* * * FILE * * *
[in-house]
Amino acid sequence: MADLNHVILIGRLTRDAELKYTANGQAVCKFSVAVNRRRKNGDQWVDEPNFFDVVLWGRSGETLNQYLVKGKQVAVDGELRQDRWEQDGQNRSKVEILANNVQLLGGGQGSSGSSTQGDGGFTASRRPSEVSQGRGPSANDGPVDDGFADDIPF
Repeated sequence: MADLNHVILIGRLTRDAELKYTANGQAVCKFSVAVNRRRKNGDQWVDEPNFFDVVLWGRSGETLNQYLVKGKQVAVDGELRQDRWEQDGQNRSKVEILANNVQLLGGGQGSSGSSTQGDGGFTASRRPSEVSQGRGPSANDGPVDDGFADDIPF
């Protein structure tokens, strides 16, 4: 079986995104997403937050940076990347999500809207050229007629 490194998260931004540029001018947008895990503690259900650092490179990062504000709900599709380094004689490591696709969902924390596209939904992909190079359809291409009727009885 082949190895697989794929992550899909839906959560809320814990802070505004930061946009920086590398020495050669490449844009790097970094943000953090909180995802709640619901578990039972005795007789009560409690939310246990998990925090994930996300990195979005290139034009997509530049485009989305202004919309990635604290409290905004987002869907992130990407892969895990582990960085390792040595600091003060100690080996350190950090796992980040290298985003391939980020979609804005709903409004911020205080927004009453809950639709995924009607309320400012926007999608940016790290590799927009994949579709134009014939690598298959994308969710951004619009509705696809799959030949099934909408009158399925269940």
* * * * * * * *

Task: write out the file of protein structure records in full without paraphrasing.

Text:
[in-house]
Amino acid sequence: MADLNHVILIGRLTRDAELKYTANGQAVCKFSVAVNRRRKNGDQWVDEPNFFDVVLWGRSGETLNQYLVKGKQVAVDGELRQDRWEQDGQNRSKVEILANNVQLLGGGQGSSGSSTQGDGGFTASRRPSEVSQGRGPSANDGPVDDGFADDIPF
Repeated sequence: MADLNHVILIGRLTRDAELKYTANGQAVCKFSVAVNRRRKNGDQWVDEPNFFDVVLWGRSGETLNQYLVKGKQVAVDGELRQDRWEQDGQNRSKVEILANNVQLLGGGQGSSGSSTQGDGGFTASRRPSEVSQGRGPSANDGPVDDGFADDIPF
């Protein structure tokens, strides 16, 4: 079986995104997403937050940076990347999500809207050229007629 490194998260931004540029001018947008895990503690259900650092490179990062504000709900599709380094004689490591696709969902924390596209939904992909190079359809291409009727009885 082949190895697989794929992550899909839906959560809320814990802070505004930061946009920086590398020495050669490449844009790097970094943000953090909180995802709640619901578990039972005795007789009560409690939310246990998990925090994930996300990195979005290139034009997509530049485009989305202004919309990635604290409290905004987002869907992130990407892969895990582990960085390792040595600091003060100690080996350190950090796992980040290298985003391939980020979609804005709903409004911020205080927004009453809950639709995924009607309320400012926007999608940016790290590799927009994949579709134009014939690598298959994308969710951004619009509705696809799959030949099934909408009158399925269940």